Rabbi Saperstein wins Senate nod for religious freedom post
The U.S. Senate confirmed Rabbi David Saperstein, a Reform movement leader, for a State Department post.
Last Friday, Saperstein, in a 61-35 vote, won confirmation as ambassador-at-large for international religious freedom. He will be the fourth person and the first non-Christian to serve in the post.
The ambassador travels the world making the case for minorities facing persecution or discrimination. In recent years, ambassadors have taken up the causes of Muslims in Burma and Christians in China and Sudan, among other cases.
Saperstein, a veteran civil rights activist, had served as director and counsel of the Religious Action Center for Reform Judaism since 1974.
“David’s clear and powerful voice has been the voice of our movement for 40 years,” Rabbi Rick Jacobs, president of the Union for Reform Judaism, said. “More than that, it has been the voice of the all-too-many among us who are often voiceless.”
National communal umbrellas, including the Jewish Federations of North America and the Jewish Council for Public Affairs, welcomed Saperstein’s confirmation. They were joined by the Interfaith Alliance, a religious freedom lobbying group that has 75 affiliates including all four major Jewish streams, and the Conservative movement’s Rabbinical Assembly.
Saperstein was a member of President Obama’s Advisory Council on Faith-Based and Neighborhood Partnerships from 2010 to 2011. He also was a member of the U.S. Commission on International Religious Freedom from 1999 to 2001.
Also last Friday, the Senate confirmed two new members to the Broadcasting Board of Governors, the body that supervises U.S. government underwritten media, including the Voice of America and Radio Free Europe/Radio Liberty. They are Leon Aron, a Russian affairs scholar at the American Enterprise Institute, and Michael Kempner, a New Jersey-based public relations executive and philanthropist.
Chanukah-decorated Florida home vandalized with swastika
In an apparent anti-Semitic incident, a Jewish man found a swastika drawn on his Florida property.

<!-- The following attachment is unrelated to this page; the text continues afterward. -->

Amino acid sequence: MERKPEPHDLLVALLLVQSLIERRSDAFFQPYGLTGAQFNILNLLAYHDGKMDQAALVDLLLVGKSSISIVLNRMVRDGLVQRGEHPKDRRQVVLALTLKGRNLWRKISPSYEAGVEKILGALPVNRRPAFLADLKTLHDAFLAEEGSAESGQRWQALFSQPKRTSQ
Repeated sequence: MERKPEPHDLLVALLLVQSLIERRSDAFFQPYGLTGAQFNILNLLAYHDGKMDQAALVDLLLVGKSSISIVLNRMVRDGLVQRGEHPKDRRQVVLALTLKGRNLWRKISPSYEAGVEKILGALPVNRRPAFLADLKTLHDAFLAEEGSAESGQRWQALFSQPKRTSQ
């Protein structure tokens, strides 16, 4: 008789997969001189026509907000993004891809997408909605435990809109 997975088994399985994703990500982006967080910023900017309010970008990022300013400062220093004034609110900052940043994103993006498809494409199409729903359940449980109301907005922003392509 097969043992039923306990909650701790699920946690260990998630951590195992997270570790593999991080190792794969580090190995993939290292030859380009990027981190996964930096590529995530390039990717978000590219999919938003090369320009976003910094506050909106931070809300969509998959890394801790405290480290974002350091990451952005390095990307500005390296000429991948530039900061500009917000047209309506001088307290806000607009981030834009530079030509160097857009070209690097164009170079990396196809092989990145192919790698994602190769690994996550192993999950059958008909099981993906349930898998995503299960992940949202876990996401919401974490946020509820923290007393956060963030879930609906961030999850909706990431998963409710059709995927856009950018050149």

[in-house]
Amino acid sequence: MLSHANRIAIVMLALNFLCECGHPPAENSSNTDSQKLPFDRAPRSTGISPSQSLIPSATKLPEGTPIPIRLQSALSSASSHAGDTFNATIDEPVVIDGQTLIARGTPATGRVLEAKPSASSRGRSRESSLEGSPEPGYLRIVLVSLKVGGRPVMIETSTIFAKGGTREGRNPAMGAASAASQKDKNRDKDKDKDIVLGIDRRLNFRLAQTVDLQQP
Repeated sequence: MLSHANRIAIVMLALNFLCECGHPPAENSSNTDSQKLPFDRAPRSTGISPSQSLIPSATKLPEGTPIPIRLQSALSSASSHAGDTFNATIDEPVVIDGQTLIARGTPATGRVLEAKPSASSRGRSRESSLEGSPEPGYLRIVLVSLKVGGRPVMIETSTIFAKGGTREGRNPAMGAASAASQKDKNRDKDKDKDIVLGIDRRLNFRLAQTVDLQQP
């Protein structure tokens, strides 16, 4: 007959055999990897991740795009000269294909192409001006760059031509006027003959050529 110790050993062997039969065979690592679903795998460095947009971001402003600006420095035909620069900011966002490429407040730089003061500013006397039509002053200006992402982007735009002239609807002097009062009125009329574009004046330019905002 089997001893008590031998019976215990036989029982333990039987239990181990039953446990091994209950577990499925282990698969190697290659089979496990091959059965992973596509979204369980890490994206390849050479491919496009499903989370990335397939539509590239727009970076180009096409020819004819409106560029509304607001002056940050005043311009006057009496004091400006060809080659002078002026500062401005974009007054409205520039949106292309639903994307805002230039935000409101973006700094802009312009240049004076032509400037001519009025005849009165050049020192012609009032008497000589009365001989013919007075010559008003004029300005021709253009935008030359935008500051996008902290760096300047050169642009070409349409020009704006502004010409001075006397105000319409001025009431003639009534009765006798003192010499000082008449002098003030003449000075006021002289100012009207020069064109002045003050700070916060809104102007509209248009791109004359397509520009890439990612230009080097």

David Cohen of North Fort Myers, Fla., told police that he found the swastika drawn onto his gate on Dec. 8, according to news-press.com, a local news site.
Cohen, 72, had put up handmade Chanukah decorations outside his home the day before and believes it was targeted as a result.
“I can’t even say how mad it makes me feel,” Cohen told news-press.com. “If it was a kid, I’d say they were very stupid. If it was an adult, they are very ignorant.”
Cohen reported the incident to the sheriff’s office and painted over the symbol.
Orthodox groups file with Supreme Court in support of Muslim headscarves
Seven national Orthodox Jewish groups filed a Supreme Court brief in favor of a Muslim woman’s right to wear a headscarf at work.
The brief was filed last week by Washington attorney Nathan Lewin in a case that is expected to be heard in February or March. It deals with whether an applicant’s failure to provide explicit notice that she is a practicing Muslim who wears a headscarf at work allowed the clothing retailer Abercrombie & Fitch to reject her application, saying it was in violation of the company dress code.
In the brief, Lewin recounted that all his applications to New York City law firms were turned down because the firms did not want to be inconvenienced by making accommodations for his religious observance.
The National Jewish Commission on Law and Public Affairs, Agudas Harabbanim, Agudath Israel of America, National Council of Young Israel, Rabbinical Alliance of America, Rabbinical Council of America and the Union of Orthodox Jewish Congregations of America joined the friend-of-the-court brief.